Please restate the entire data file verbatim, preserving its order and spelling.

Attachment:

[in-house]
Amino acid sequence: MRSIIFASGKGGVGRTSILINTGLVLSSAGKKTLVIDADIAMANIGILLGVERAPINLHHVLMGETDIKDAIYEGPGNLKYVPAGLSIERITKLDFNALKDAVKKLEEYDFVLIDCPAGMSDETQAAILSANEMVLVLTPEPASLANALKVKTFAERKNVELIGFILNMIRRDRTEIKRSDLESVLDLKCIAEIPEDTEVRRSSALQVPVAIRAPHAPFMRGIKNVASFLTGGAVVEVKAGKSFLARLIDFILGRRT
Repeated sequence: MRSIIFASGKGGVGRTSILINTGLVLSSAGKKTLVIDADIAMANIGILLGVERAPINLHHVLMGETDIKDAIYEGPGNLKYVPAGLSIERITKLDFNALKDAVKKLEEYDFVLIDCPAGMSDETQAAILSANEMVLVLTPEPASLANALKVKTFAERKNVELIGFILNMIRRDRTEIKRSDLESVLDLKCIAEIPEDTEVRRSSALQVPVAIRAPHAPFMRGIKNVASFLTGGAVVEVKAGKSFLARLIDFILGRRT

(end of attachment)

[in-house]
Amino acid sequence: MRSIIFASGKGGVGRTSILINTGLVLSSAGKKTLVIDADIAMANIGILLGVERAPINLHHVLMGETDIKDAIYEGPGNLKYVPAGLSIERITKLDFNALKDAVKKLEEYDFVLIDCPAGMSDETQAAILSANEMVLVLTPEPASLANALKVKTFAERKNVELIGFILNMIRRDRTEIKRSDLESVLDLKCIAEIPEDTEVRRSSALQVPVAIRAPHAPFMRGIKNVASFLTGGAVVEVKAGKSFLARLIDFILGRRT
Repeated sequence: MRSIIFASGKGGVGRTSILINTGLVLSSAGKKTLVIDADIAMANIGILLGVERAPINLHHVLMGETDIKDAIYEGPGNLKYVPAGLSIERITKLDFNALKDAVKKLEEYDFVLIDCPAGMSDETQAAILSANEMVLVLTPEPASLANALKVKTFAERKNVELIGFILNMIRRDRTEIKRSDLESVLDLKCIAEIPEDTEVRRSSALQVPVAIRAPHAPFMRGIKNVASFLTGGAVVEVKAGKSFLARLIDFILGRRT